Innovative Lives

Solar Shingles: Subhendu Guha

by Martha Davidson

The Story of Inventor Subhendu Guha

In 1998, Subhendu Guha and his invention were featured in the Lemelson Center's Solar Shingle Challenge, as part of the Center's year-long Inventing for the Environment programming. In May, four middle school classes in different parts of the country--the Ormond Stone Middle School in Centreville, Virginia; the Smith Middle School in Troy, Michigan; the Porter Middle School in Missoula, Montana; and the Webster Middle School in Webster, Texas -- were introduced to the technology through a video conference. Each class was given a flexible solar panel and challenged to experiment with it. In October, Guha met with students from three of the schools in another electronic field trip. The students reported on their experiments and demonstrated inventions they had made -- ranging from a nacho cooker to a Halloween ghost with eyes that lit up--all using power generated by the solar cells. Guha responded to the students' questions about solar energy and about his life as an inventor. In doing so, he also encouraged them to be innovators in their own lives.

"Don't be afraid to try new ideas," he told them, "and don't be disheartened if it doesn't work the first time. ...To put an idea into practice can take time. How long do I have to wait to know if my invention is a success? Sometimes it can take a very long time, ten or fifteen years...And there is a difference between discovery in a fundamental area and invention of a product. If you are a scientist, you may discover something which is not used in a practical way, but that is also immensely important.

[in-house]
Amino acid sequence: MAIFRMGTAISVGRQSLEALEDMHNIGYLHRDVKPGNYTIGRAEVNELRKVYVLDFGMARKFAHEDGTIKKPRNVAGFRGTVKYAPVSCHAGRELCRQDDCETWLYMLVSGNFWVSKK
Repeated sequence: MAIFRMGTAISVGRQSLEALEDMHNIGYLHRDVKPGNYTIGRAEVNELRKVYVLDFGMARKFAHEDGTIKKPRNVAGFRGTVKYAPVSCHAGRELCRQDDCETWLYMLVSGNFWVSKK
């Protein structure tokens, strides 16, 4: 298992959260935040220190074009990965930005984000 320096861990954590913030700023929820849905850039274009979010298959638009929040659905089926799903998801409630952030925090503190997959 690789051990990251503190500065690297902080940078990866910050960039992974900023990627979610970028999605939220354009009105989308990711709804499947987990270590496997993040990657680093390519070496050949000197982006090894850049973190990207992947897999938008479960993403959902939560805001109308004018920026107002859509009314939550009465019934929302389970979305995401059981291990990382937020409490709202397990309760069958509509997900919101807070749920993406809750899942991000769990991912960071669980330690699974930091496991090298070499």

"Reading is extremely important, because that helps you in making decisions. As you read more and more, you will ask questions. And you will try to solve those questions. And you get the biggest thrill when you realize you have thought of something new, and it works."

If there was a single most important influence that led Subhendu Guha to his career in science and invention, it was reading. Guha, a scientist noted for his pioneering work in amorphous silicon, is now executive vice president of United Solar Systems Corporation in Troy, Michigan, and the leading inventor of flexible solar shingles, a state-of-the-art technology for converting sunlight to electricity. As a child, however, he was not primarily interested in chemistry or electronics. Born and brought up in Calcutta, a major city in eastern India with a rich literary tradition, he was as drawn to literature as he was to science or technology. Reading was his favorite pastime; he devoured anything he could get his hands on, from textbooks to fiction. Looking back now, he realizes that it was through reading that he broadened his horizons sufficiently to make informed choices in his path of study. He grew up in a large family, with four brothers and five sisters. His father was a respected attorney and his mother, a full-time homemaker, was a brilliant woman whose innate creativity made a strong impression on her son. It was not until he began studying physics at Calcutta's prestigious Presidency College and later did graduate work at the University of Calcutta that Guha became serious about science. There he was exposed to a rigorous approach to research, which he found very exciting. "In physics, you ask really fundamental questions, and try to get answers to them," he explains. "I started working on semiconductors, which are the building blocks of most of the electronics we use today."

After earning a Ph.D. from the University of Calcutta in 1968, he joined the Tata Institute of Fundamental Research, an internationally renowned academic research institution in Bombay, India. There he began investigating certain properties of semiconductors. Semiconductors are a class of materials whose capacity for conducting electrical charges falls between those of true conductors (such as copper and other metals) and those of insulators (such as rubber or glass). "It was at that time I got interested in the use of semiconductors to convert sunlight into electricity" he recalls. "I liked it for two reasons. One is that I found the problems intellectually challenging. I also liked it because it could address societal problems."